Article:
Making Strategy Tangible
November 28th | 2017

Making is the art of creating something tangible to express an idea.

So it seems like it might not have much of a role in the early stages of a project, especially when it comes to strategy. But sometimes making can have a huge impact on what happens next.

This whole conversation started for me when I was thinking about how meetings can sometimes be one-dimensional for our clients. It’s a lot of presentations and conversations, and, especially when the ideas are complex and the strategy rooted in numbers and verbatims, it starts to seem pretty abstract.

The point is, it gradually became clear to me that Zeus Jones needed to find a way to use time with our clients to make our ideas feel truly real.

But making isn’t just useful for creating a great meeting – it should be part of the whole process. Ideally, it helps sell the idea at the beginning, but also helps make it a reality at the end.

So, with all this in mind, I sat down to have a conversation with another maker and a strategist at Zeus Jones to explore how making and strategy can support each other.

I was thinking, Rachel, about how you did some scrappy making for our coffee client, taking photos at your house of what the morning ritual looks like to better inform selling that strategy through. And it was just a simple thing, but it really helped convince them that it was the right way to go.

On some level, people just need to know, “What does this mean?” Transforming an idea into something you can feel or take with you makes everything sharper.

Sometimes, when you put a lot of rigor into a strategy, you feel like you have to make all that rigor apparent in what you say, when you really need to show them the output, or the story, or something emotional or exciting that’s informed by it, but not always the strategy itself.

If we’re repositioning a business, we have to be able to pitch that internally before we can help consumers understand it.

Right – and the thing we make gives the client the opportunity to show something to other people and express their excitement – to give them something where they can say, “Look at this great thing that I’m so excited about.”

And emotion is a big part of that story. They have to feel something about it in order to communicate it even to their own teams.

We tend to think about the upfront of a project as a strategy, and the later part as not that, but I think that bringing in more than pure strategy at the upfront can make a huge difference.

It’s all strategy AND creative, so they shouldn’t be separate!

We’ve taken the step to say that production is strategy, but we haven’t always done the flip of that – to incorporate production, making, into the beginning. It should be mixed the entire way. 

Yeah, and it is challenging, because you feel like you have to have all these thought experiments worked out – a hypothesis and a way to solve it – before you “waste time” by bringing it to life. But it’s not a waste of time – it’s a way to save time.

Part of my process is that I solve problems by making something, so it helps me to work together with a strategist, to understand the thinking, and to carry that forward into making something so much sooner. 

It’s about creating a successful team that can do everything together. Blurring those lines between the phases of a project that help us put the right effort and inspiration into what we create.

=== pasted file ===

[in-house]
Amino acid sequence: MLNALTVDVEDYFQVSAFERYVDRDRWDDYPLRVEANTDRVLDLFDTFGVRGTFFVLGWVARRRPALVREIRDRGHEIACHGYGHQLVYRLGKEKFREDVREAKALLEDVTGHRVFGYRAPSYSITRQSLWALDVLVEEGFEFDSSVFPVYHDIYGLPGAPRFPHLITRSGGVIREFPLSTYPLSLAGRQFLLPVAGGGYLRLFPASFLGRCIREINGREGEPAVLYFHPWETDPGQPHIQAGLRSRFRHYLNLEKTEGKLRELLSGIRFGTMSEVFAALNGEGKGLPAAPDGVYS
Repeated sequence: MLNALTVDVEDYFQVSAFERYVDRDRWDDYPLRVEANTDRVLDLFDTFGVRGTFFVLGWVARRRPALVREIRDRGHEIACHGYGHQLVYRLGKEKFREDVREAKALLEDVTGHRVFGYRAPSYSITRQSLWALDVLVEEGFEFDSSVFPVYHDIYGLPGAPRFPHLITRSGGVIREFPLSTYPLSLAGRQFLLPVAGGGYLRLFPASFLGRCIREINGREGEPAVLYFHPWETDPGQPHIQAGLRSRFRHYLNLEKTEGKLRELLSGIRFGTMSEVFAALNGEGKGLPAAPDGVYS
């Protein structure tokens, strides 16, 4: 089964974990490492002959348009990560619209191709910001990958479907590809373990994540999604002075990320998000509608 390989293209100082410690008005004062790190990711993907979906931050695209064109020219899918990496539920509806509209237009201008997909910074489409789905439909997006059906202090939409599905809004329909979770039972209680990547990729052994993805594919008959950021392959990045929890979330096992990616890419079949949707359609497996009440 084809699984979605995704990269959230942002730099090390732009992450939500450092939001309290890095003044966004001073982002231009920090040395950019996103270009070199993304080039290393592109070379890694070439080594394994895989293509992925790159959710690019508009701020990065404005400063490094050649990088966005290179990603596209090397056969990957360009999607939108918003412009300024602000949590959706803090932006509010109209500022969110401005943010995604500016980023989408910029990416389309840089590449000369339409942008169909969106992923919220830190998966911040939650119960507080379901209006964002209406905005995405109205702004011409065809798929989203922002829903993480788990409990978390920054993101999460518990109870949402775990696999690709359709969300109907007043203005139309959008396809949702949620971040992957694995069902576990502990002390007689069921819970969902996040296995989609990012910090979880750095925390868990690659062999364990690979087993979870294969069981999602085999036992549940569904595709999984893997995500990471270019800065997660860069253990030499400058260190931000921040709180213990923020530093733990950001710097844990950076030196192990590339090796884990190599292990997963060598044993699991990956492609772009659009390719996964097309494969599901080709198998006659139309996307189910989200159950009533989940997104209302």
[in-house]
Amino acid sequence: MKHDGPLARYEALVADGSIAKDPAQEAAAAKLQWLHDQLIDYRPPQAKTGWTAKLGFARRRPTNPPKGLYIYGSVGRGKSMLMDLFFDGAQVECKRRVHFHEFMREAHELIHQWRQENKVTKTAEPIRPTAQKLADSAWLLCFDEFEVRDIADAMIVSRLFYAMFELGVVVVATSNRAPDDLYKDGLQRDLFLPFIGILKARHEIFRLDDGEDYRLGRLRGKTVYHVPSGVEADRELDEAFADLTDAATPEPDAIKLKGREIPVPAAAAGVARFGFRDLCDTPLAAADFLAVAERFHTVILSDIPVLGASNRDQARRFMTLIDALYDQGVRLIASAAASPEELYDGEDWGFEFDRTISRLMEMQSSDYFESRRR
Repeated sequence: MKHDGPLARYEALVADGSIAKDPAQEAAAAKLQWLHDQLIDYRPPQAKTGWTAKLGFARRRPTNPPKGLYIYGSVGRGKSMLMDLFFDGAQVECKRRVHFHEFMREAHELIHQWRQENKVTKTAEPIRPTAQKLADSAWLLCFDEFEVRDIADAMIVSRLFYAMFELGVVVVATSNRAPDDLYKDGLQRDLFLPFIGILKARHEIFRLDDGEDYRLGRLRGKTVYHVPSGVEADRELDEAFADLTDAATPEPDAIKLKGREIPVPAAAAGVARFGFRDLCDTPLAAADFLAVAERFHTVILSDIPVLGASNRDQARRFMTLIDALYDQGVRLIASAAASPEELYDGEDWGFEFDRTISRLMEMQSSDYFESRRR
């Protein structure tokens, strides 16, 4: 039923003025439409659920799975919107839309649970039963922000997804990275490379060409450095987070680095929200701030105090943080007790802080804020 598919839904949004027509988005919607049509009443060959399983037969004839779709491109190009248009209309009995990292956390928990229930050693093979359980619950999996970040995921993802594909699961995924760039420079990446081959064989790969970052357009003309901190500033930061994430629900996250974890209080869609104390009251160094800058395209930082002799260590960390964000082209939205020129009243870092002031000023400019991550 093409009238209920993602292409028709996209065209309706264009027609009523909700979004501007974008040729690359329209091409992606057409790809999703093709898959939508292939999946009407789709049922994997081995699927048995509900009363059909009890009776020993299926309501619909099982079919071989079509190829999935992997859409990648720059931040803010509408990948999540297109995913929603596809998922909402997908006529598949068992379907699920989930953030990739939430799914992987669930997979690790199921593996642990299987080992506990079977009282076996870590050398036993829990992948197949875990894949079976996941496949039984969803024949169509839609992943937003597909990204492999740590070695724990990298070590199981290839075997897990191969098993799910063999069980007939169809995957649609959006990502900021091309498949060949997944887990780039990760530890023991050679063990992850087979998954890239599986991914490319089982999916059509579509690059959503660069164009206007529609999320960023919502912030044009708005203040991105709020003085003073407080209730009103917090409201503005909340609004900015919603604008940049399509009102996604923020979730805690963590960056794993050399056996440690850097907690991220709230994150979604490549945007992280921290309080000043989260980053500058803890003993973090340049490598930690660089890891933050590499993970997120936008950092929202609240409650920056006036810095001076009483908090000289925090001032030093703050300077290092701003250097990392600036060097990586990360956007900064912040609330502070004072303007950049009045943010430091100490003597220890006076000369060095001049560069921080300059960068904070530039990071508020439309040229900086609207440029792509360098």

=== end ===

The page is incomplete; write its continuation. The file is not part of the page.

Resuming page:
BTS✨📷 photo by @plesserchick styling @witanddelight_

A post shared by Rachel Hardacre (@rmhardacre) on

How do you decide what’s the right thing to create? How, as makers, do you figure that out?

It depends on who we’re talking to, and what kind of project we’re doing. I honestly think it just comes down to, “What is the best way to illustrate this to get people to bring X and Y together?” We do that really well at Zeus – take a cultural insight and an audience or a pair of partners and put them together. And we’re great at explaining that, but it’s amazing how showing something real and tangible can instantly communicate the potential of what we’re offering. 

A lot of it’s about efficiency, too – what we’re good at making. But, ultimately, it’s about what makes the most impact. If it’s a packaging change, and it just looks different, then we take a photo. If it’s about how it feels, then we make the box. If it’s about how it opens, then we film the box. If it’s about how someone feels about it, then we get someone to open it and film their face. And then, of course, matching that project with whoever has the skills to make it.

But some if it is also about breaking down those perceived walls between people who can and can’t make, and putting people into new and exciting roles. We’re humans – we have hands, and we’re made to create. So let’s stretch.

And, if I’m working closely with a strategist, it’s enriching and exciting, and I’m going to learn.

Plus, it makes strategy less of a strategy with a capital S. Because who knows what that means? Instead, it becomes just thinking and analyzing and deciding. Working together closely and collaboratively takes the capital S out of strategy and the capital M out of making.

Right – it takes the preciousness out of it. It’s not studio art. We have a lot of hands here, so let’s put them to use. 

This conversation was so enlightening for me, and helped me think about what’s next for Zeus Jones when it comes to incorporating making into the work we do – all along the way.

The future is one where there are no siloes between makers and other disciplines. It’s one where, every step of the way, we all collaborate to make our ideas real. That way, the maker can use their strategy brain and the strategist can use their maker brain, and we can both make ourselves, and the work we do together, so much better.